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Pathologist: Concord man who died in police custody had 10x lethal amount of meth; video shows him wailing as cops try to cuff him

MARTINEZ — A Concord man who died while officers attempted to handcuff him had more than 10 times the amount of methamphetamine it takes to kill a person in his system, a forensic pathologist testified at a coroner’s inquest hearing Tuesday.

Steven K. Hankins, 50, suffered heart trauma as a result of the methamphetamine use during the Feb. 8 confrontation, said Dr. Ikechi Ogan, who performed the autopsy. At the time he passed out and died, Hankins was being detained by four to five Concord officers who had placed him on the ground and were preparing to put him in a restraint device.

“The level of drugs in his system were directly responsible for his cause of death,” Ogan testified, adding that he took special care to check for “major injuries” or obstruction of Hankins’ respiratory system, but found nothing.

It started as a mental health call, according to multiple officers who testified Tuesday.

Body camera footage from two Concord officers was played during the inquest. The video shows Hankins wailing and screaming “Help” as two officers grab both his arms and eventually — after additional officers arrived — begin lowering him to the ground.

After listening to several officers and Ogan testify, a coroner’s inquest jury ruled Hankins’ death an accident. The jury took seven minutes to make the decision. The jury’s ruling is the official cause of death, but carries no civil or criminal liability.

The confrontation took place inside a restroom at the Concord Homeless Shelter at 2047 Arnold Industrial Way. Police testified Tuesday that they received five 911 calls describing Hankins as acting increasingly erratic and possibly being under the influence or undergoing a mental health emergency.

Two officers answered the initial call: David Savage and Raul Alvarado. Their body camera footage shows the officers enter the restroom where Hankins is standing and yelling inaudibly. Within seconds, each officer grabs one of Hankins’ arms.

Alvarado testified that when this happened, Hankins tensed up even more. He described Hankins as more than 6 feet tall and more than 200 pounds, and very strong. Alvarado said he became afraid to let go of Hankins and called for backup, and that they planned to “escort” Hankins to the ground once more officers arrived.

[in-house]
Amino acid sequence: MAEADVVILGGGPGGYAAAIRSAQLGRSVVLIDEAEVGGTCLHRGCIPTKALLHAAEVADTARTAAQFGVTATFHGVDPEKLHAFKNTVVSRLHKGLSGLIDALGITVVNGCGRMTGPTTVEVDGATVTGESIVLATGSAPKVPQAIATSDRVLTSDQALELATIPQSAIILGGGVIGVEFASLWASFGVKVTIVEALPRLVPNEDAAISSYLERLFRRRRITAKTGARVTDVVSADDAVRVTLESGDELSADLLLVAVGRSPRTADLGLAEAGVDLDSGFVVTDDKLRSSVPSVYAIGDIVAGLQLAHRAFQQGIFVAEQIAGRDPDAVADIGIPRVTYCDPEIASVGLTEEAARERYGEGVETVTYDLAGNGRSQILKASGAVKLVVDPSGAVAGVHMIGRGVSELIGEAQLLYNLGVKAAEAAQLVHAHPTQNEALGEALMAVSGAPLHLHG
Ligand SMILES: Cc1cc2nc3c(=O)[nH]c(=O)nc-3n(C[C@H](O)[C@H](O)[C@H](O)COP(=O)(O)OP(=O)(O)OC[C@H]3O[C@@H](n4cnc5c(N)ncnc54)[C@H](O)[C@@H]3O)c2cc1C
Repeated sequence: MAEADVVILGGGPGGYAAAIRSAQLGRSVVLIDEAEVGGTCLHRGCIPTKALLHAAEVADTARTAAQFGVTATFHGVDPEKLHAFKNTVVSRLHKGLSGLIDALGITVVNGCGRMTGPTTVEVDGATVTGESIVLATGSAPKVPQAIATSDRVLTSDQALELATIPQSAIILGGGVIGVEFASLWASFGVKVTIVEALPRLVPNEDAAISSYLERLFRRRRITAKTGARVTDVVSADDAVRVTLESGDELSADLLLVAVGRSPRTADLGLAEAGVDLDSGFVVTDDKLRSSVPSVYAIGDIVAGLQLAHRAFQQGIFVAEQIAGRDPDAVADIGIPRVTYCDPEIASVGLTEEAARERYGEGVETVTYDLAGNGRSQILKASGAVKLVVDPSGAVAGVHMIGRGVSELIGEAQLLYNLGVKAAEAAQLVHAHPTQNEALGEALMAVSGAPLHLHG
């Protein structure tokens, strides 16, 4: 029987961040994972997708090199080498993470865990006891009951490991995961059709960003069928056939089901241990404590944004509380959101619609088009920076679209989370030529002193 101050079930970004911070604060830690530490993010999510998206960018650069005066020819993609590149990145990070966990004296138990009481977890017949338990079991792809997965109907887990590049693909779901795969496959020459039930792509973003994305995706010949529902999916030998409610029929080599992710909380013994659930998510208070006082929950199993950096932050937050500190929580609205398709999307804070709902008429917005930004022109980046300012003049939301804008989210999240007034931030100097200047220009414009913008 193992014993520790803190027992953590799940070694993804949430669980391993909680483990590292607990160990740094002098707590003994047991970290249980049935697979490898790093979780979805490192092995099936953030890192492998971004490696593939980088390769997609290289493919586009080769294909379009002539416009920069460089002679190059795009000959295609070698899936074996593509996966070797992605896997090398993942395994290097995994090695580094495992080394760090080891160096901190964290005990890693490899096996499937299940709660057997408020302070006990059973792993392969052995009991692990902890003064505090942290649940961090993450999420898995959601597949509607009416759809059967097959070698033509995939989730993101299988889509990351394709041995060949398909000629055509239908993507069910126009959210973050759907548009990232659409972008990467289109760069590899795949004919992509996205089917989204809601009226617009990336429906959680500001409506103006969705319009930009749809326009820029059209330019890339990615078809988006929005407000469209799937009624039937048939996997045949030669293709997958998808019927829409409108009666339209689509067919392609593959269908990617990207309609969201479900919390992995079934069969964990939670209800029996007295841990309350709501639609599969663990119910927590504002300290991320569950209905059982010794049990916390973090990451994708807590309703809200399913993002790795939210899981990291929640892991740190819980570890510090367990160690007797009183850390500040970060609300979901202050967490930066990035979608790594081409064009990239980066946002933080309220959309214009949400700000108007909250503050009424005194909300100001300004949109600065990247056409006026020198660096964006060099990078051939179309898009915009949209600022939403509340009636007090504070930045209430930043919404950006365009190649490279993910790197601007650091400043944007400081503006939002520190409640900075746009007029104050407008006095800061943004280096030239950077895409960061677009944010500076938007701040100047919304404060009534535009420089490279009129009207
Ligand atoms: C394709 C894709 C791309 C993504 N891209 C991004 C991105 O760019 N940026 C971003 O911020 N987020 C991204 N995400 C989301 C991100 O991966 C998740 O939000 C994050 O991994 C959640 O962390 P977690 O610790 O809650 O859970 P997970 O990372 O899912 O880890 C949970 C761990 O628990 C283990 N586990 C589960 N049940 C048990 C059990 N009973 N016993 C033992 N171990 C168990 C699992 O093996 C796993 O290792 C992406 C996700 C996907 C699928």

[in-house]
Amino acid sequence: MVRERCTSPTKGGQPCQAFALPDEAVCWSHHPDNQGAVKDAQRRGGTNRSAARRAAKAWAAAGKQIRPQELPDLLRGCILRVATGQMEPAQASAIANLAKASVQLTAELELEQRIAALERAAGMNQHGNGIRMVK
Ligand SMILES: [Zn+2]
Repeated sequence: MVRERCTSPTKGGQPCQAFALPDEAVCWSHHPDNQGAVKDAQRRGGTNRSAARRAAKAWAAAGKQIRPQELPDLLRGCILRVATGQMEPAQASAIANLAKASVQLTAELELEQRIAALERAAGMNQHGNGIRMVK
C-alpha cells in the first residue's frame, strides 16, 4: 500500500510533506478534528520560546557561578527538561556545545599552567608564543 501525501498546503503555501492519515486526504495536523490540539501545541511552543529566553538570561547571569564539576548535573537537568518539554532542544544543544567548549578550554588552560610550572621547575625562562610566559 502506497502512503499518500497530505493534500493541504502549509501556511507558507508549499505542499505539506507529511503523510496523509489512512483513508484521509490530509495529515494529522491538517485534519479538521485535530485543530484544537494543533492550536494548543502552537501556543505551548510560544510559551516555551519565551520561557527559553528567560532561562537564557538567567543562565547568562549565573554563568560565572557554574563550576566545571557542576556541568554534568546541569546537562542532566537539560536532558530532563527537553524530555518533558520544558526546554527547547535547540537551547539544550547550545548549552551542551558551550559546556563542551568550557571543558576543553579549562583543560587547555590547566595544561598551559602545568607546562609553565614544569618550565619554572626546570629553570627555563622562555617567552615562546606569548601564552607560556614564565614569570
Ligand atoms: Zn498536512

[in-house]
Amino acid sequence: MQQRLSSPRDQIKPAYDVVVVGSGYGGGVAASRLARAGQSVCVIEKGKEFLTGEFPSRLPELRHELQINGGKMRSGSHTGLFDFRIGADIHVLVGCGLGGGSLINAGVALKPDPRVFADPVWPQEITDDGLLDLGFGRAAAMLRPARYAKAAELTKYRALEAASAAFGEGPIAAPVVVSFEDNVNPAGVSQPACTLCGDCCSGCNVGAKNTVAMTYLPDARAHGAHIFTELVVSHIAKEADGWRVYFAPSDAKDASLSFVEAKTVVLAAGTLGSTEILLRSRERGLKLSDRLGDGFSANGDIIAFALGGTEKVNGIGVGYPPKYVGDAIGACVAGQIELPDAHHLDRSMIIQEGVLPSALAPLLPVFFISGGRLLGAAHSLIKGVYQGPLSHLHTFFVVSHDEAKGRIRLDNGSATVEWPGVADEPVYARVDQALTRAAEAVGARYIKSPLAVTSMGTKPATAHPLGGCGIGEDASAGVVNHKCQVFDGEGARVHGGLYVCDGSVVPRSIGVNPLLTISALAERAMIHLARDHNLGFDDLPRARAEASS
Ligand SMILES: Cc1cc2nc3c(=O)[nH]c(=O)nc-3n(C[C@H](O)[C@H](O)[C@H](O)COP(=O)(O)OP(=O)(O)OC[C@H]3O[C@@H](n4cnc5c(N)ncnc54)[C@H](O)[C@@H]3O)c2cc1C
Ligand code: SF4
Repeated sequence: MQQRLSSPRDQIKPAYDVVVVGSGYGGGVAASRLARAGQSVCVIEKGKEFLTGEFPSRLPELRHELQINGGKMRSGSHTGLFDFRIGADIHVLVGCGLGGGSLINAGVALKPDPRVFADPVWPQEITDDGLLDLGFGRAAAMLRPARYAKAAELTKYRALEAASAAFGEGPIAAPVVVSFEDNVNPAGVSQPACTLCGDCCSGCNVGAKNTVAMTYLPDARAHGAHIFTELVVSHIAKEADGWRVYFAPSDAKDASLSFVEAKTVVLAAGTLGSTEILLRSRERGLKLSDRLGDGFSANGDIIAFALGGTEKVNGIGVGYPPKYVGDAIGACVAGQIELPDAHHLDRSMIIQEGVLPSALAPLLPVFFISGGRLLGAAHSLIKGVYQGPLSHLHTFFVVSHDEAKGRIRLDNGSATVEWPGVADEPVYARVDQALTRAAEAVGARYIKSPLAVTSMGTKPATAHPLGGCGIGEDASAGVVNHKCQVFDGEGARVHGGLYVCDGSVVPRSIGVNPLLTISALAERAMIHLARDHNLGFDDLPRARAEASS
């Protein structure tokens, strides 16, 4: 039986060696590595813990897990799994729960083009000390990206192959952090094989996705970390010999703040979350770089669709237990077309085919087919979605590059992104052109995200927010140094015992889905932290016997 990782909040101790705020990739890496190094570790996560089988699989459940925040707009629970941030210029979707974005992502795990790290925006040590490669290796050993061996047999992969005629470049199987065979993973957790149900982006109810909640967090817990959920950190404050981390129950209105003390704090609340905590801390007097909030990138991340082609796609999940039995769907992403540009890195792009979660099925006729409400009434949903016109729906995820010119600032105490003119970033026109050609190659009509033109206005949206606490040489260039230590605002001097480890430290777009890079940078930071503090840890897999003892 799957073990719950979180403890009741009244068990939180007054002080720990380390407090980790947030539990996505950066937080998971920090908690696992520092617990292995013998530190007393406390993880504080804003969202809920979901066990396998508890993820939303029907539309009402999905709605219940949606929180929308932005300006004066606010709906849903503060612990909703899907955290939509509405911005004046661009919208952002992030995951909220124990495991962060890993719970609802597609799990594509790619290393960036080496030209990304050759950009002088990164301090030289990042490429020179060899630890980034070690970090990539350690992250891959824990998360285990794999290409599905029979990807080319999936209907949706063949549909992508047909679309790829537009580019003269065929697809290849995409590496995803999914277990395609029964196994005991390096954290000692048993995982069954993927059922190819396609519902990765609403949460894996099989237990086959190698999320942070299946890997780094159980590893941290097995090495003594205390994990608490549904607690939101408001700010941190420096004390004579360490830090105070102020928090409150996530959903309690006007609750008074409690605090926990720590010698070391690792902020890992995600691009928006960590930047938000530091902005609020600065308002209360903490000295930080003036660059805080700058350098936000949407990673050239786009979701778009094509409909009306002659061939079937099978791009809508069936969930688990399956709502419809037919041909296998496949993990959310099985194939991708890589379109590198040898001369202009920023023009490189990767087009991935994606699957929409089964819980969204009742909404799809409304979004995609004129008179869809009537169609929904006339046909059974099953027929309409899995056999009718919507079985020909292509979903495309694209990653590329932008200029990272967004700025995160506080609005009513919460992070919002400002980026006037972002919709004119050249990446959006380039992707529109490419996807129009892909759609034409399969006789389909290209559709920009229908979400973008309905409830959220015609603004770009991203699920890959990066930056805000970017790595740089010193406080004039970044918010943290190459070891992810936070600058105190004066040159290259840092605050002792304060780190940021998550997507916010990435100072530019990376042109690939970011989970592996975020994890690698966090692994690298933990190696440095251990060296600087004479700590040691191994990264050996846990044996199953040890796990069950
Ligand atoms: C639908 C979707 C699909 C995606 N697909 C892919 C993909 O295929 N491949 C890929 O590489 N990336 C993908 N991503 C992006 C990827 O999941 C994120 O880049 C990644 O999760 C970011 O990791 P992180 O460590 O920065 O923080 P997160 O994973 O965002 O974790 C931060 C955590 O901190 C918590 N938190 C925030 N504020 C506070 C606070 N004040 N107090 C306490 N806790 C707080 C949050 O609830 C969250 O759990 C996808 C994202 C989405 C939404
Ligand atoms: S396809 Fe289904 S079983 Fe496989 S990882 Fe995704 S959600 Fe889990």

Savage did not testify at the inquest hearing. During the encounter, Alvarado’s body camera was knocked off his uniform and stopped working, he testified.

Another officer, David Greenfield, testified that he arrived as his colleagues were lowering Hankins to the ground. He said he told Hankins to “relax” and that “everything’s going to be OK.” He said the officers carefully lowered Hankins to the ground.

“There was absolutely no force,” Greenfield testified. “It’s been referred to as a ‘takedown,’ but it wasn’t even a takedown. It was an escort, if anything.”

As they were preparing to place Hankins in a full-body restraint device known as a WRAP, Hankins went unresponsive, Greenfield said on the stand. At first, Greenfield believed Hankins was complying, then became concerned.

The body camera video shows officers check for a pulse and begin lifesaving measures roughly a minute after Hankins stops moving.

Concord Detective Kevin Giacoletto testified Hankins had a criminal history that included convictions related to fighting with police officers. He said Hankins had been out of jail for one week, and had been released to the homeless shelter before he died.

People at the shelter said Hankins had stayed up the entire night before his death, Giacoletto testified, adding that witnesses described Hankins shooting an invisible gun, shadowboxing and chasing imaginary mice.

“One witness even described him foaming at the mouth like a rabid dog,” Giacoletto testified. Giacoletto added that he believed the officers used restraint.

Per Contra Costa County protocol, all deaths involving police officers are reviewed by a coroner’s inquest jury in a public hearing. This includes police chases, shootings and use of force deaths, as well as natural deaths that occur when someone’s in jail or in police custody. The juries are asked to pick one of four causes of death: natural causes, suicide, accident or at the hands of another, not by accident.


Source: East Bay Pathologist: Concord man who died in police custody had 10x lethal amount of meth; video shows him wailing as cops try to cuff him

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